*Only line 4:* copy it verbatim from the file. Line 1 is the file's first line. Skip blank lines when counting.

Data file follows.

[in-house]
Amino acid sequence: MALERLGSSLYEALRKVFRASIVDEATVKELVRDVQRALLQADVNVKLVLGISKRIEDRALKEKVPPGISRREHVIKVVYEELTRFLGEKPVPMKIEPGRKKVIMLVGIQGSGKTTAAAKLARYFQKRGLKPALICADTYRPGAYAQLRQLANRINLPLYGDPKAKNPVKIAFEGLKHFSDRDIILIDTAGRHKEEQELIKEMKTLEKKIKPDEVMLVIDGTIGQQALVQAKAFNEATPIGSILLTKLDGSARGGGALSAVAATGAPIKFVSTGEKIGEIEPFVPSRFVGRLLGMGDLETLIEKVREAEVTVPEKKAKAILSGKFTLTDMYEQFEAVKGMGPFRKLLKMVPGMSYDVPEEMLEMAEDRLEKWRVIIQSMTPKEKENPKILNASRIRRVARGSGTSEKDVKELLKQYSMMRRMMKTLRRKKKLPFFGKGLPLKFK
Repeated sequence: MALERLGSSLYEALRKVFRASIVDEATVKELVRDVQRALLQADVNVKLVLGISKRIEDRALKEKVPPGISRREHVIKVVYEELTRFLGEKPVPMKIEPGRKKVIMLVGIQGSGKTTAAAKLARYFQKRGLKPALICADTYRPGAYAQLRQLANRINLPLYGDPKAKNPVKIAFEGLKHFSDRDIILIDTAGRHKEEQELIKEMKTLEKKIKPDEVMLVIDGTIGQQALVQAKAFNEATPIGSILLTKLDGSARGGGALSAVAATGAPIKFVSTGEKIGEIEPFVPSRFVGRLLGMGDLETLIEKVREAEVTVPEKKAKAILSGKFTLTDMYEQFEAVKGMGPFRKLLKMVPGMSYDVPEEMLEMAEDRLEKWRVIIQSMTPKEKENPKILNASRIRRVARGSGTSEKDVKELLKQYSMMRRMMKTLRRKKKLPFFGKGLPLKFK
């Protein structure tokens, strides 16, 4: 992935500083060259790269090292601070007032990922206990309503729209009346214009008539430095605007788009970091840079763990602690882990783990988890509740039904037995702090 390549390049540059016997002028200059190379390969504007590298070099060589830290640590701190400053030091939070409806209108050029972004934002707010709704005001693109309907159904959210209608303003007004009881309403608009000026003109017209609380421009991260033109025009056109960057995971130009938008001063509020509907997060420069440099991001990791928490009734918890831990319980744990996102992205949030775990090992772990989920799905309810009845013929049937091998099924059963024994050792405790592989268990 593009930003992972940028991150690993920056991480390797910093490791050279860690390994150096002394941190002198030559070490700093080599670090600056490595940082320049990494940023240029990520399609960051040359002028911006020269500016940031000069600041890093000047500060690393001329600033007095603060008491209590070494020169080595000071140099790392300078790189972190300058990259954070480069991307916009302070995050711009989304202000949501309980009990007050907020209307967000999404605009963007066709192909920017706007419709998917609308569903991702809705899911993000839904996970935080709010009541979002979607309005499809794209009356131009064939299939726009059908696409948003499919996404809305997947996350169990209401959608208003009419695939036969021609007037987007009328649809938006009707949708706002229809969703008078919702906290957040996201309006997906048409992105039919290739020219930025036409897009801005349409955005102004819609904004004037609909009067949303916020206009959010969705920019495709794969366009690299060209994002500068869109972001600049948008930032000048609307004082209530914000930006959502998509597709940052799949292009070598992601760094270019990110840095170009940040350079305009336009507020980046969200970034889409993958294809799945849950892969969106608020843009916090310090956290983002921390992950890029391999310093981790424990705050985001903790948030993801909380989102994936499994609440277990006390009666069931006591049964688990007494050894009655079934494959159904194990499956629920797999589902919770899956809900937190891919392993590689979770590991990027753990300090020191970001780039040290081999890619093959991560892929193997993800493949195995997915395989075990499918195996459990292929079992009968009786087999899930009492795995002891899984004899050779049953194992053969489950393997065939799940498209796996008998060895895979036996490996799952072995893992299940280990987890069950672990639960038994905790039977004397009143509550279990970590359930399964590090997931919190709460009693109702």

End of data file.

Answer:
């Protein structure tokens, strides 16, 4: 992935500083060259790269090292601070007032990922206990309503729209009346214009008539430095605007788009970091840079763990602690882990783990988890509740039904037995702090 390549390049540059016997002028200059190379390969504007590298070099060589830290640590701190400053030091939070409806209108050029972004934002707010709704005001693109309907159904959210209608303003007004009881309403608009000026003109017209609380421009991260033109025009056109960057995971130009938008001063509020509907997060420069440099991001990791928490009734918890831990319980744990996102992205949030775990090992772990989920799905309810009845013929049937091998099924059963024994050792405790592989268990 593009930003992972940028991150690993920056991480390797910093490791050279860690390994150096002394941190002198030559070490700093080599670090600056490595940082320049990494940023240029990520399609960051040359002028911006020269500016940031000069600041890093000047500060690393001329600033007095603060008491209590070494020169080595000071140099790392300078790189972190300058990259954070480069991307916009302070995050711009989304202000949501309980009990007050907020209307967000999404605009963007066709192909920017706007419709998917609308569903991702809705899911993000839904996970935080709010009541979002979607309005499809794209009356131009064939299939726009059908696409948003499919996404809305997947996350169990209401959608208003009419695939036969021609007037987007009328649809938006009707949708706002229809969703008078919702906290957040996201309006997906048409992105039919290739020219930025036409897009801005349409955005102004819609904004004037609909009067949303916020206009959010969705920019495709794969366009690299060209994002500068869109972001600049948008930032000048609307004082209530914000930006959502998509597709940052799949292009070598992601760094270019990110840095170009940040350079305009336009507020980046969200970034889409993958294809799945849950892969969106608020843009916090310090956290983002921390992950890029391999310093981790424990705050985001903790948030993801909380989102994936499994609440277990006390009666069931006591049964688990007494050894009655079934494959159904194990499956629920797999589902919770899956809900937190891919392993590689979770590991990027753990300090020191970001780039040290081999890619093959991560892929193997993800493949195995997915395989075990499918195996459990292929079992009968009786087999899930009492795995002891899984004899050779049953194992053969489950393997065939799940498209796996008998060895895979036996490996799952072995893992299940280990987890069950672990639960038994905790039977004397009143509550279990970590359930399964590090997931919190709460009693109702």